Edie wanted to ask for the three of them to be updated on what the magic professors decided about keeping the students safe, but decided that might be asking too much. They hurried out of the room, leaving the two faeries behind them. The professors probably had to discuss things that they didn’t want the students to overhear.
“Wow,” said Corrie, once they were heading down the stairs. “I thought we were going to be in more trouble than that.”
“I think Professor Lal knows you can’t stop us from doing stuff,” Dawn said. “Either that, or she’s saving our punishment for later.”
Professor Lal nodded, not appearing to be upset or surprised—though Edie wondered what she would see if she touched a four-leaf clover right now. “I thought not,” Professor Lal said. “Perhaps later, when we are not within earshot of students, I will ask you to explain your reasons.”
“I have explained my reasons,” Professor Strega said. “All you would tell me is that it was not possible. Evidently, you were wrong.”
“Evidently,” said Professor Lal. “You realize, I am certain, that you are putting us in a difficult position.”
Professor Lal didn’t seem to know the answer to Professor Strega’s question. She shook her head and did not speak.
Edie took a deep breath. “I think Elrath is the only one who might know. We originally talked to him because we were looking for information about the treaty, and Tom said that Elrath was the only faerie he knew of who might have been around back then.” She suspected that Professor Lal already knew, or had guessed, that they had been looking for information about the treaty for Professor Strega.
Professor Strega jumped to her feet. “You knew of this all the time, did you not? And yet made attempts to interfere with my life?”
“No, I did not know,” Professor Lal said, frowning. “I did not know of Elrath’s part of the story. And I believe I am still missing a piece. Why don’t we all go upstairs, where we can sit and converse more comfortably?”
Edie wasn’t sure she wanted to do that. In fact, she was pretty sure she would prefer to leave Professor Lal and Professor Strega alone to work this out. But it didn’t look like the professors were going to give them a choice.
Edie saw that the sun was noticeably lower, but hadn’t set, when they left Elrath’s dorm building. Professor Strega would still be in the magic building, presumably. Without discussing it, all three lengthened their strides.
“Should I stay out here?” Corrie asked as they approached the magic building.
Elrath scowled at her. “Watch what you say, little half-breed.”
He clearly meant to insult Edie, but she ignored it. “Part of the treaty is that faeries are not supposed to harm humans. Isn’t that right?”
He shrugged. “I suppose.”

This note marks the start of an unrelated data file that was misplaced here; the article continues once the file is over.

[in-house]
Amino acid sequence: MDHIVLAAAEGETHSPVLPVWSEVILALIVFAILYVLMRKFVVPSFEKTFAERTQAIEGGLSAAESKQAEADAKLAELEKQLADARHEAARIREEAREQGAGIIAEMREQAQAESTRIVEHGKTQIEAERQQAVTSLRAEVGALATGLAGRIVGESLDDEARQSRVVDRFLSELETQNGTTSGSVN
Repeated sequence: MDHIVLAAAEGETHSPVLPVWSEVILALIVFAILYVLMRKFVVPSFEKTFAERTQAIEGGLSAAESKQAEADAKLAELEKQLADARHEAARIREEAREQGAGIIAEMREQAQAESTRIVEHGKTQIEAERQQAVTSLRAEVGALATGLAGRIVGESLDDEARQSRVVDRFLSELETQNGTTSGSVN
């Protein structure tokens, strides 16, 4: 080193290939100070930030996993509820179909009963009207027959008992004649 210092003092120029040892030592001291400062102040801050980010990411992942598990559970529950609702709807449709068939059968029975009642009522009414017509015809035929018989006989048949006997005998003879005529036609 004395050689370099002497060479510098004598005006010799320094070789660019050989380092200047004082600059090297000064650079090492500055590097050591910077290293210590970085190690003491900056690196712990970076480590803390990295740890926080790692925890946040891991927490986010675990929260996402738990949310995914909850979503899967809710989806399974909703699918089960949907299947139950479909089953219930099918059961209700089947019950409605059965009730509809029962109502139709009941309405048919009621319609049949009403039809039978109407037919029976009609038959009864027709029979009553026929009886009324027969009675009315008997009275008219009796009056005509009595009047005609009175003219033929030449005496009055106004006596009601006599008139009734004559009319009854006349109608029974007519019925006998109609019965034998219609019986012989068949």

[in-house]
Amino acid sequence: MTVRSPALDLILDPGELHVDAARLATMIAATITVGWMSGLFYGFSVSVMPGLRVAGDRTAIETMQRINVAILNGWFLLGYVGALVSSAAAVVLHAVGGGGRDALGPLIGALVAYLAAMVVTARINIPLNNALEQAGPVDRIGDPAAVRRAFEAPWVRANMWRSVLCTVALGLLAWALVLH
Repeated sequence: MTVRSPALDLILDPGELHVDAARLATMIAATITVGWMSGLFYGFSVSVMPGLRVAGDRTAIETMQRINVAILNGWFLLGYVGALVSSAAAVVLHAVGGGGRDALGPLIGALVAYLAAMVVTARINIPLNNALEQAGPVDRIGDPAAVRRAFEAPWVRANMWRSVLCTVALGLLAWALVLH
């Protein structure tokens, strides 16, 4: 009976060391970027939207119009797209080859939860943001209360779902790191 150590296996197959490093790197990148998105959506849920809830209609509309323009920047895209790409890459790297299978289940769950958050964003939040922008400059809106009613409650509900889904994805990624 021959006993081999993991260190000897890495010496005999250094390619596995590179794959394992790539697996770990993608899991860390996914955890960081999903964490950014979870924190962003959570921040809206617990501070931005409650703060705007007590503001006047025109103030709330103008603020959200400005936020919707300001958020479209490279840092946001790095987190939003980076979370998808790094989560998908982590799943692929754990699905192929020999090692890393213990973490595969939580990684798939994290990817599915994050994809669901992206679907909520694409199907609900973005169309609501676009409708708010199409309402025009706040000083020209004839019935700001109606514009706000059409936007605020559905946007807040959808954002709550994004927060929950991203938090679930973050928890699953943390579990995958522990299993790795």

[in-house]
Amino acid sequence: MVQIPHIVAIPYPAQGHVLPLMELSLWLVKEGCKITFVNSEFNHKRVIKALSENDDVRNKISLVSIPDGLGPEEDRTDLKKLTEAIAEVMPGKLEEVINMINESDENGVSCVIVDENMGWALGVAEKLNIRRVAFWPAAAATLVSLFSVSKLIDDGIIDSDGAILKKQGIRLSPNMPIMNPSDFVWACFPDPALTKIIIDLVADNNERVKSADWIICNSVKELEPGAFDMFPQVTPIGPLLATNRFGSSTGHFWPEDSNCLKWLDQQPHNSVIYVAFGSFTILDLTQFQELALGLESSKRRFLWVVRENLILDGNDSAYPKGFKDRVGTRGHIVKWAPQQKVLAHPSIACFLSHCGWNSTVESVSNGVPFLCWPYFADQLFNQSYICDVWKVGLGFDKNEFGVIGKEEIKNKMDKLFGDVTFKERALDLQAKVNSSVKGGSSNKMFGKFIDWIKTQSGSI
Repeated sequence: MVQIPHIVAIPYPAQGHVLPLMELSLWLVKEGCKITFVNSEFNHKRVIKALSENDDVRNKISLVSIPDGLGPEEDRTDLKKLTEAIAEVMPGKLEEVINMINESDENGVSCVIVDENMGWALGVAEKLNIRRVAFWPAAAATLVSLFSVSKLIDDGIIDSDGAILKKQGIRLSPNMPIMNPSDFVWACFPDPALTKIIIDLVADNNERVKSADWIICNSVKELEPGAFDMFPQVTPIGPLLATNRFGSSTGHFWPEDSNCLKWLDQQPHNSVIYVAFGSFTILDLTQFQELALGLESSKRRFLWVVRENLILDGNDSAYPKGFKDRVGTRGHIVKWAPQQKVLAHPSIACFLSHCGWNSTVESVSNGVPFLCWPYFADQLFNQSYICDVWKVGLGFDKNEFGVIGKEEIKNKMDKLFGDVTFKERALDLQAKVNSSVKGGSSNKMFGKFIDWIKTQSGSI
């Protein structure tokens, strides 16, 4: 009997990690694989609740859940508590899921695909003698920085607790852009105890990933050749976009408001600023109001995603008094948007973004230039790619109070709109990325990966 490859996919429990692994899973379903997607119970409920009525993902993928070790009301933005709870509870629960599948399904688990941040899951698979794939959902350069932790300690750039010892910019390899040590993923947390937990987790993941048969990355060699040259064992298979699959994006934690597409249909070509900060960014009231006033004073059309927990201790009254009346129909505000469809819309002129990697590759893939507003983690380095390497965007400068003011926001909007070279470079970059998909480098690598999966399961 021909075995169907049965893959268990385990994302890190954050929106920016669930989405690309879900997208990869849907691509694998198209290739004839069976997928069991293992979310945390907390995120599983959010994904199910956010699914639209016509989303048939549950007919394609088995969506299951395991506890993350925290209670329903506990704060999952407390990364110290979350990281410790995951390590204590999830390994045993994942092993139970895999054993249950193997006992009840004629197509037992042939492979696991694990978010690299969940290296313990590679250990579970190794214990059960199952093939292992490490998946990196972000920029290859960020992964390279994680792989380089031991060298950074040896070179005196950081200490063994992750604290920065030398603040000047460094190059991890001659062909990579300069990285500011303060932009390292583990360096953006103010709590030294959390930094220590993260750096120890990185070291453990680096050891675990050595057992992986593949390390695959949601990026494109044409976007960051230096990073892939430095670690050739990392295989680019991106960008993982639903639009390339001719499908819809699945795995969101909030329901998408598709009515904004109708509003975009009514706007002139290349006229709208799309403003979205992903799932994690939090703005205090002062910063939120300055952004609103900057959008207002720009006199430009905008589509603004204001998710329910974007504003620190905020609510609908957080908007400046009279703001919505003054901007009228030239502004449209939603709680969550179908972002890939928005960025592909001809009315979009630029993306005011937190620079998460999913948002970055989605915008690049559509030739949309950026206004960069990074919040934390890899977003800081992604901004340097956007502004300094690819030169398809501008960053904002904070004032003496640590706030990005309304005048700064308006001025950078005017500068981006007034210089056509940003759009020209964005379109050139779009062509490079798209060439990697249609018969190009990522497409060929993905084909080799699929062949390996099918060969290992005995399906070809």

The club Alice had chosen, Dashabout, was higher scale than many of the dives they’d visited, or in a few cases, were working at. It was frequented not just by lowly college students out to score cheap drinks and get laid, but also by an older, more sophisticated crowd of graduates… who were looking to score cheap drinks and get laid. The fake ID’s Nick had proved the previous year came in handy, as the bouncers actually looked at the identification presented to them, rather than merely making sure it was plastic and rectangular.
“I’m not coming out,” Chad said, his voice echoing through the Melbrook common room despite speaking through the closed door to boy’s lounge. “I was misled on my costume and I feel it is inappropriate to walk around in.”
“Don’t be such a spoilsport,” Angela called. Her own costume was a mystery, as she was wearing a long blue robe over the length of her body. The only clue the others had was that her blonde hair was teased up in a messy bundle. Otherwise, she was totally concealed.
So, as many of you know, for the last 6 months or so I’ve been spending all my time working full-time on books, meaning I’ve been effectively working from home for half a year. Despite what many people, myself included, think about this situation, it actually turns out to be a lot different than I anticipated. How? Well, for starters:I still set an alarm clock
The bar was full for a late-October weekday, but not so packed that empty seats were unobtainable. Some were unoccupied only for a moment, while others seemed to have a cloud of danger wafting over them, driving away all but the most determined of souls. One such table held the strongest of these auras. Though it was, ostensibly, designed to accommodate four people, only one woman was currently seated there. She sipped slowly on a glass of white wine as she flipped idly through the pages in her book.